New Whitney Ready to Take on MoMA
Is the Whitney set to supplant MoMA as New York's go-to modern art museum? The institution will begin moving into its new Renzo Piano building later this year, with the Meatpacking District location opening to the public about one year from now. It's hard to say how exactly the new building and location will change the dynamic among New York's top tier of art museums, but a look at the numbers makes it clear that the Whitney's move is literally and symbolically huge, and will put it in more direct competition with the Museum of Modern Art.
The Whitney's Marcel Breuer building on Madison Avenue is much smaller than most people realize. At just 85,000 square feet, it is markedly smaller, for instance, than the new 100,000-square-foot Hauser Wirth & Schimmel gallery in Los Angeles—which, to be fair, is an exceptionally huge gallery. It has a mere 33,000 square feet of exhibition space spread over its five stories, with an additional 2,400 square feet in its sunken sculpture court. The Whitney's best year ever for attendance was 2009–10, when it had 372,000 visitors. To compare that to other museums in the Whitney's current weight class, the nearby (and much smaller) Frick Collection had 420,000 visitors in 2013; Washington DC's Hirshhorn Museum and Sculpture Garden—which is bigger, but located in Washington, DC—had 645,000 visitors last year. The Whitney's brand and reputation—the institution's place in people's minds, fueled in part by its still-seminal biennial—seem to be more popular than the actual museum. But that's about to change.
The downtown Whitney is gargantuan. Its 50,000 square feet of indoor exhibition space, the bulk of it spread across its vast upper levels, represents an increase of 33 percent from the current galleries. The building as a whole is 220,000 square feet, nearly a three-fold increase from the Breuer building, providing numerous back-of-house facilities that the outdated uptown building lacks. The biggest space in Piano's building, the 18,200-square-foot fifth-floor gallery, feels as long and wide as an interstate. That gallery alone has more than half the current Whitney's exhibition space. It dwarfs anything at MoMA, and is destined to become New York's equivalent of Tate's Turbine Hall. Now major traveling exhibitions and large-scale installations that might otherwise have ended up in MoMA's atrium will have an even more attractive New York venue to consider. Factor in 13,000 square feet of outdoor and terrace spaces—a five-fold increase over the cramped sculpture court on Madison Avenue—a 6,000-square-foot lobby, and an outdoor plaza of over 8,000 square feet that will host large-scale sculptures and installations, and the spaces where art will be exhibited in the new Whitney add up to over 75,000 square feet.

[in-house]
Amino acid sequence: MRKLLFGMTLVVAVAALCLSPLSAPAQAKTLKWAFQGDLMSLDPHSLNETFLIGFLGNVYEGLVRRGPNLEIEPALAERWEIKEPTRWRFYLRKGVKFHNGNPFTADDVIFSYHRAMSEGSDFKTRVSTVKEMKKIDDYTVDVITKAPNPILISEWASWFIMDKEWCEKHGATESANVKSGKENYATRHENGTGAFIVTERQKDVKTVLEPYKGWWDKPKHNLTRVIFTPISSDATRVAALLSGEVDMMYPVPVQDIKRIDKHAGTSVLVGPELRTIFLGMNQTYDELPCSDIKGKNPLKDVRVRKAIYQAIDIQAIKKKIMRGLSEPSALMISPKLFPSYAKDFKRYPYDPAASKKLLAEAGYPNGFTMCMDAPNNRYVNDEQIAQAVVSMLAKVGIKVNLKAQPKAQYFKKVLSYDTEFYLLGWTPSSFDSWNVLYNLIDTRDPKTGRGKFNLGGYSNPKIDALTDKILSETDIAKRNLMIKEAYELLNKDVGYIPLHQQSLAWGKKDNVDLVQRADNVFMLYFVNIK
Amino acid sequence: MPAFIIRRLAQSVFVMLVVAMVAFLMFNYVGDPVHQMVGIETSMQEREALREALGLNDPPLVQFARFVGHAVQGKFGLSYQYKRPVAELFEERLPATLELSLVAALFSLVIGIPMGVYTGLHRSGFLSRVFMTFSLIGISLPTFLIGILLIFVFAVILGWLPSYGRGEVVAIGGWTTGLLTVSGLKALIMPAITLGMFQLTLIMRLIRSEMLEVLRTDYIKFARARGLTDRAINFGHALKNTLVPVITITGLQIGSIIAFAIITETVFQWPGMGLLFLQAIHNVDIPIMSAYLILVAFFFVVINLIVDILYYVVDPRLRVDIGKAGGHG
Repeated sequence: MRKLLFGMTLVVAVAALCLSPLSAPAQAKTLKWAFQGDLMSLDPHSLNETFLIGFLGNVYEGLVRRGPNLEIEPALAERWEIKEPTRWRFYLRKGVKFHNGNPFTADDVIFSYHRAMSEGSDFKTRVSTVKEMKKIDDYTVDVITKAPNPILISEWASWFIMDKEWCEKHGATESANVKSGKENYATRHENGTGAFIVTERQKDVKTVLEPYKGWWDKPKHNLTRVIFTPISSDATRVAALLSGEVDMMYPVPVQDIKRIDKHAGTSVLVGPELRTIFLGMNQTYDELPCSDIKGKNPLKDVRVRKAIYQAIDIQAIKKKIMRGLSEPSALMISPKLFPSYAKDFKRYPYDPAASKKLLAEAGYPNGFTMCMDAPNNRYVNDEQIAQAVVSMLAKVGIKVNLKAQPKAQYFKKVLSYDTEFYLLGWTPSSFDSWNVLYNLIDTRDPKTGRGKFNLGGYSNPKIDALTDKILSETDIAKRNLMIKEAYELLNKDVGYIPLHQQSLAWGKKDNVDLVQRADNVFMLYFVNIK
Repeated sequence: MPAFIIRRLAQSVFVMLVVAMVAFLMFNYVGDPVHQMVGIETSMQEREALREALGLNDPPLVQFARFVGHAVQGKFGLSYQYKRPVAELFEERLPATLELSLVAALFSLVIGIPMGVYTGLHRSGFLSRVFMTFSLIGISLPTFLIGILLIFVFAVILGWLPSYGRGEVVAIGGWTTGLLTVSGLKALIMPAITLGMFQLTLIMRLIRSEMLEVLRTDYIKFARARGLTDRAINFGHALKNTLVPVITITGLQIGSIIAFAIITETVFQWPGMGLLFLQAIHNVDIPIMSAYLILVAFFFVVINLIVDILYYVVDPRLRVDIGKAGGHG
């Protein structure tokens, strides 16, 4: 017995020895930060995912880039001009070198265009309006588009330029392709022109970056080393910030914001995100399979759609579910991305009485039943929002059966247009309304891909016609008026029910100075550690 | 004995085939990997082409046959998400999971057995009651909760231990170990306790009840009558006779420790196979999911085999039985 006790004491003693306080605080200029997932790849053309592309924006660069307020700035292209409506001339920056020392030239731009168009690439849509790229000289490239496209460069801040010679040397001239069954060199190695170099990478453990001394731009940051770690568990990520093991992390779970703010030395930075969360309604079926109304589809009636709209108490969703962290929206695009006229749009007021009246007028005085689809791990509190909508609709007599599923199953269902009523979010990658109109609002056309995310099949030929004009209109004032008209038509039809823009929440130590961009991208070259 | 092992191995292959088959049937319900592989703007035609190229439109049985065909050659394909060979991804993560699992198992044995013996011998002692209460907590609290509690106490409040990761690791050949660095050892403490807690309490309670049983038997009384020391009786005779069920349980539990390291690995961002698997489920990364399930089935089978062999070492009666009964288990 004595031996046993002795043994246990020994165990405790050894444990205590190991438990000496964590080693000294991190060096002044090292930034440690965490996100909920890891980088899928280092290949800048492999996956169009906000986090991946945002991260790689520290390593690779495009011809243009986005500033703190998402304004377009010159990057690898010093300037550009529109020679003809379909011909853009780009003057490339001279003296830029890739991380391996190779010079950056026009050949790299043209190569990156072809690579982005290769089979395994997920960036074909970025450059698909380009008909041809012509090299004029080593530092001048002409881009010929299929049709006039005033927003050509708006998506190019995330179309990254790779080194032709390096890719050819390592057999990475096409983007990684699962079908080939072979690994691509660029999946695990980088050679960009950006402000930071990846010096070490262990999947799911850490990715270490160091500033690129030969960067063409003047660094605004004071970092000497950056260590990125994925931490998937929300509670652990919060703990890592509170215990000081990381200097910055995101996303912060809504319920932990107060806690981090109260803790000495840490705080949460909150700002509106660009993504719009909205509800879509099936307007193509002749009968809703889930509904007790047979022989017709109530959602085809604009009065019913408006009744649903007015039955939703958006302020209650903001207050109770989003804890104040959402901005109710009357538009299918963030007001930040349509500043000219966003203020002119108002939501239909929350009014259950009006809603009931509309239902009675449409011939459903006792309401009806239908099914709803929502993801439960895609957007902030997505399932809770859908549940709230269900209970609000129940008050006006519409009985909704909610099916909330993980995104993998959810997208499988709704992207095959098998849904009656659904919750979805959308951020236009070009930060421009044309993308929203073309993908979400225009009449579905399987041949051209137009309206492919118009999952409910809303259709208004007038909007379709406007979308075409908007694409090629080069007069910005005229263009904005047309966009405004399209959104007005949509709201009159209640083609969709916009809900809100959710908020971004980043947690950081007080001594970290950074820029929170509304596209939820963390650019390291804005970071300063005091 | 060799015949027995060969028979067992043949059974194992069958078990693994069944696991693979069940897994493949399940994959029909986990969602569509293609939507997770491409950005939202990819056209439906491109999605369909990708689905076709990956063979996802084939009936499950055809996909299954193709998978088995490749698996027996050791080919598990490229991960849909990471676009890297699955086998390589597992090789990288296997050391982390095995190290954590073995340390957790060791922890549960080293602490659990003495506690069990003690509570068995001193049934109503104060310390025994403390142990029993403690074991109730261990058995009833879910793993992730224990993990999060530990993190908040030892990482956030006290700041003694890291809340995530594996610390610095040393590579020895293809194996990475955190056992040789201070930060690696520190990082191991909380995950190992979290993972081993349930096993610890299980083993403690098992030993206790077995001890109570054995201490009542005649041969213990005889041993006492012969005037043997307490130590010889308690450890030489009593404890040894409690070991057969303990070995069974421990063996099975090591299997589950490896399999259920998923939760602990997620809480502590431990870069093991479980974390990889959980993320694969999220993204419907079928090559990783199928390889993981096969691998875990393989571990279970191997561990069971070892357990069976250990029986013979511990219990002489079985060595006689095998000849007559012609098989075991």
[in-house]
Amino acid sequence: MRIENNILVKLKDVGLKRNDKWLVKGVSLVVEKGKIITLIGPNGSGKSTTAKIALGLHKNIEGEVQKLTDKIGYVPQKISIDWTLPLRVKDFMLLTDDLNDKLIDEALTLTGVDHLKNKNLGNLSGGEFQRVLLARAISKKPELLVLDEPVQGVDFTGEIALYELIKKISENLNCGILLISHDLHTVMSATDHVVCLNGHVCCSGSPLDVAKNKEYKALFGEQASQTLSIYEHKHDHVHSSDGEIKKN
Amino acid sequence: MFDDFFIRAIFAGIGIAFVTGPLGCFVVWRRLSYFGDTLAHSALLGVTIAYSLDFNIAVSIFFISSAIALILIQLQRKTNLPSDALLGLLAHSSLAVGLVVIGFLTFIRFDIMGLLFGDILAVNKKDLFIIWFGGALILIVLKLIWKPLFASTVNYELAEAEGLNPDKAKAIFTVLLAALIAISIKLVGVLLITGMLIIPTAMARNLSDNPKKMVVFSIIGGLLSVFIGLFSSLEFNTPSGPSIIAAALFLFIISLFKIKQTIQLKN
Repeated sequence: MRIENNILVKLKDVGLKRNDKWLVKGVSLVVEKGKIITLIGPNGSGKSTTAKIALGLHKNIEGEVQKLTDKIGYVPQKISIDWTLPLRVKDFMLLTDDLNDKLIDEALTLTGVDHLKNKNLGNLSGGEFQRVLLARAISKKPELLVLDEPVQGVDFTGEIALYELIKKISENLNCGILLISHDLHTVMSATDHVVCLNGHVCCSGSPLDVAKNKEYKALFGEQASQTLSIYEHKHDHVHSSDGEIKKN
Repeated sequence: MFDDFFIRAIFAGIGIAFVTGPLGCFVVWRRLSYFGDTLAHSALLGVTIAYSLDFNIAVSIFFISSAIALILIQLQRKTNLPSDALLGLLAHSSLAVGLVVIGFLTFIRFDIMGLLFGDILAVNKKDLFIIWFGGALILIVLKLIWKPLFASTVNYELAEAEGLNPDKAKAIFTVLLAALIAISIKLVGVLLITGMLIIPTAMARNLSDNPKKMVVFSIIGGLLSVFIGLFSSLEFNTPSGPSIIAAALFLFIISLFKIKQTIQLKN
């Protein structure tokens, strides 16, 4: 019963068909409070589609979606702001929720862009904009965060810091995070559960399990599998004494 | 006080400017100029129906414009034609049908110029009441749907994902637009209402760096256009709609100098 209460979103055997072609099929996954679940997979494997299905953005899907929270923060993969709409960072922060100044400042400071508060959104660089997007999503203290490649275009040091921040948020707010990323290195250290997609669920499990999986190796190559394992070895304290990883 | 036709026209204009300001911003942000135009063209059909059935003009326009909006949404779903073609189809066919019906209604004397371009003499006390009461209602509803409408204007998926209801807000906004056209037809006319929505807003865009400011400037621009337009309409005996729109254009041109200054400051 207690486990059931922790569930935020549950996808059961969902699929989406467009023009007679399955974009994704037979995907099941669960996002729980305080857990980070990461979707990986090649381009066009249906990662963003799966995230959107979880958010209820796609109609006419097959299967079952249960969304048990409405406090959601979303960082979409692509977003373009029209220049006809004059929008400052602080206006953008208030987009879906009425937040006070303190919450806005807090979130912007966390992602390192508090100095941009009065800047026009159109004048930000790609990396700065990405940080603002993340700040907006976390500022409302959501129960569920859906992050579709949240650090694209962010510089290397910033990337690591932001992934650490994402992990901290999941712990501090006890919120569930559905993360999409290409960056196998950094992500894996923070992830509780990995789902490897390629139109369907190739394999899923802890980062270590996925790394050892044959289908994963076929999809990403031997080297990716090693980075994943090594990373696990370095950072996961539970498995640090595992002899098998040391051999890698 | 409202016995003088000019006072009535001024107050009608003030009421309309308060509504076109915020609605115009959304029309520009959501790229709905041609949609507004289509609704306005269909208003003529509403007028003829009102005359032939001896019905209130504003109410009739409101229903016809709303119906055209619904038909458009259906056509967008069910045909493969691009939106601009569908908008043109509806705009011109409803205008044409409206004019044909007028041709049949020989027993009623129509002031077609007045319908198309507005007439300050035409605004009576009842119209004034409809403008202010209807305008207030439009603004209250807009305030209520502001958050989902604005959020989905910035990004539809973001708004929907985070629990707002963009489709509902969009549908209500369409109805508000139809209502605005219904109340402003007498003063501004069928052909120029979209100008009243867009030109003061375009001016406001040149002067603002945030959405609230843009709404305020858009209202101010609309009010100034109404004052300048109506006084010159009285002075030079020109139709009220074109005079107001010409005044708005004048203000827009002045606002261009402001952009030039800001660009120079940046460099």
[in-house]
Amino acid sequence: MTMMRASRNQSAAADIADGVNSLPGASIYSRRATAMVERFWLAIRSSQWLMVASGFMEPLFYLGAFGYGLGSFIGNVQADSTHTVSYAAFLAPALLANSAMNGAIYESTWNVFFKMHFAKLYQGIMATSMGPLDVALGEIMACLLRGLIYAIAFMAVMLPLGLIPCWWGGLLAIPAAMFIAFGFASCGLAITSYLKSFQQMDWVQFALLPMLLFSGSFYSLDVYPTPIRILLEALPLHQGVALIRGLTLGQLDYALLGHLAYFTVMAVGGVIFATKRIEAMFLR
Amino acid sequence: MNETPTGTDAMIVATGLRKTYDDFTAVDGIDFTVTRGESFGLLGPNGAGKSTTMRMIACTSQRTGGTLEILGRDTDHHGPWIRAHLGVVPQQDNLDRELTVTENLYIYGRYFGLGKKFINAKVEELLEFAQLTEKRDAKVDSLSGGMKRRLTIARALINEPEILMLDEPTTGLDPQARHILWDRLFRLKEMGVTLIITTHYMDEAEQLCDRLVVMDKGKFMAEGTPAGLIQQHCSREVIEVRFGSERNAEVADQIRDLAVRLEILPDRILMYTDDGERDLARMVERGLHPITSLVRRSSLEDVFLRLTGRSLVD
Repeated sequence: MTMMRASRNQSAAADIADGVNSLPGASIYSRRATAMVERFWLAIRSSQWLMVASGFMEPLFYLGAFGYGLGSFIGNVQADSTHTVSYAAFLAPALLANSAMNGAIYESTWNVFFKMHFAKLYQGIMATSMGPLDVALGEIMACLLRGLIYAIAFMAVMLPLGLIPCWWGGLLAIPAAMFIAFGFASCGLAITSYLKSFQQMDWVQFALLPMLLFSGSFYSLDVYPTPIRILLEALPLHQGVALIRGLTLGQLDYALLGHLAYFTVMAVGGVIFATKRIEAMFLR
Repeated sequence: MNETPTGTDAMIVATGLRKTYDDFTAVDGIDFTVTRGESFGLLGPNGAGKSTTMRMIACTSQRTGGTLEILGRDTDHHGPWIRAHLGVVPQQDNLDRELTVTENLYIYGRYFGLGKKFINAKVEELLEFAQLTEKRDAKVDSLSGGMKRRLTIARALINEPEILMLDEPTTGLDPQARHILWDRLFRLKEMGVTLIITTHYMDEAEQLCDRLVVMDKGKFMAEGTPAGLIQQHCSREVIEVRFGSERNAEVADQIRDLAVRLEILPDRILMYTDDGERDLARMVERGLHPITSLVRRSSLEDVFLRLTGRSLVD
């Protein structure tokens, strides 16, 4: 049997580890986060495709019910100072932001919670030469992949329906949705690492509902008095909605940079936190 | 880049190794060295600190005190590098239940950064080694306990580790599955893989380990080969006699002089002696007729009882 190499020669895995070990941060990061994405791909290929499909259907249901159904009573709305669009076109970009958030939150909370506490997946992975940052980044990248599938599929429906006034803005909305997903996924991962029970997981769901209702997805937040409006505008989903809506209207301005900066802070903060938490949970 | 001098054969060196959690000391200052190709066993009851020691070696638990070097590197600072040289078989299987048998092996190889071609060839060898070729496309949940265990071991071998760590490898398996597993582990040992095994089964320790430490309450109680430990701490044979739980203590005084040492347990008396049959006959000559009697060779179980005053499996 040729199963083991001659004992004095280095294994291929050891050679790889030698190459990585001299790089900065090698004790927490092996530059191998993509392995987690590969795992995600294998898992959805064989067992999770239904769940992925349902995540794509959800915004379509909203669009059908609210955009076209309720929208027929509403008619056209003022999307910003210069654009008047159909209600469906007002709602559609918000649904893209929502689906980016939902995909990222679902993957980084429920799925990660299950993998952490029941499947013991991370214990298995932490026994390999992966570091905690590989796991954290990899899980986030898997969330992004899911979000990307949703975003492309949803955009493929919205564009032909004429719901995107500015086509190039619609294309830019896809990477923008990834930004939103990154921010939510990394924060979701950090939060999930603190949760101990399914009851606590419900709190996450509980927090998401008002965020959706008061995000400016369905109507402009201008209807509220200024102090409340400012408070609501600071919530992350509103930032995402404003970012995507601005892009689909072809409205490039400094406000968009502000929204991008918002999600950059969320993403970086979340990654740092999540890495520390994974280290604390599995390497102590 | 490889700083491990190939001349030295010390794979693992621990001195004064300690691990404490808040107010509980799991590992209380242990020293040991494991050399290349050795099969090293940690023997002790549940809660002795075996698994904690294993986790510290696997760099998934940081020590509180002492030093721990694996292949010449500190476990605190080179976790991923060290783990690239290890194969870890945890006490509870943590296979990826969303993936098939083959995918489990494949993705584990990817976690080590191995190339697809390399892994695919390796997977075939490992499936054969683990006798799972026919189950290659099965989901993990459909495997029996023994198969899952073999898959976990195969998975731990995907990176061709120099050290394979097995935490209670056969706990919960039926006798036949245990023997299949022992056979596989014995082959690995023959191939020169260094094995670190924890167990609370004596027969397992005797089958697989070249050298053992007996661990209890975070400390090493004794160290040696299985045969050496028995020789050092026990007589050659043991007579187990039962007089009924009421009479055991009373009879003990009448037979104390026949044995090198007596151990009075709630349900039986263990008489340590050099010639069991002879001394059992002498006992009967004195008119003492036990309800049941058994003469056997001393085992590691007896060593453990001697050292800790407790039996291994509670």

That's about half of MoMA's current exhibition spaces, which include 125,000 square feet of galleries and its 21,400-square-foot sculpture garden. (MoMA's own expansion, set for completion in 2018 or 2019, will add nearly 40,000 square feet of indoor exhibition spaces.) But what makes the Whitney's move so major is that it achieves that oh-so-rare combination of New York real estate coups: more space, and a better location.
The Whitney is moving out of a museum-saturated neighborhood and into the tourist-beloved Meatpacking District, right alongside the city's hippest park, all of which is sure to bring in MoMA-like attendance numbers. In 2009–10, the year the Whitney set its all-time attendance record of 372,000 visitors, MoMA welcomed 3.22 million people, also an institutional record. That might seem like a big gap to close, but consider that the Whitney's closest neighbor, the elevated park the High Line, will be bringing its droves of visitors—4.4 million in 2012, up from 3.7 million in 2011—right to the museum's front door. That's a hell of a visitor-delivery system.
It may never be bigger or more popular than MoMA, just as Edward Hopper will never be better known than Pablo Picasso, but the Whitney is poised to move up a couple weight classes and assert itself as New York City's third art museum.
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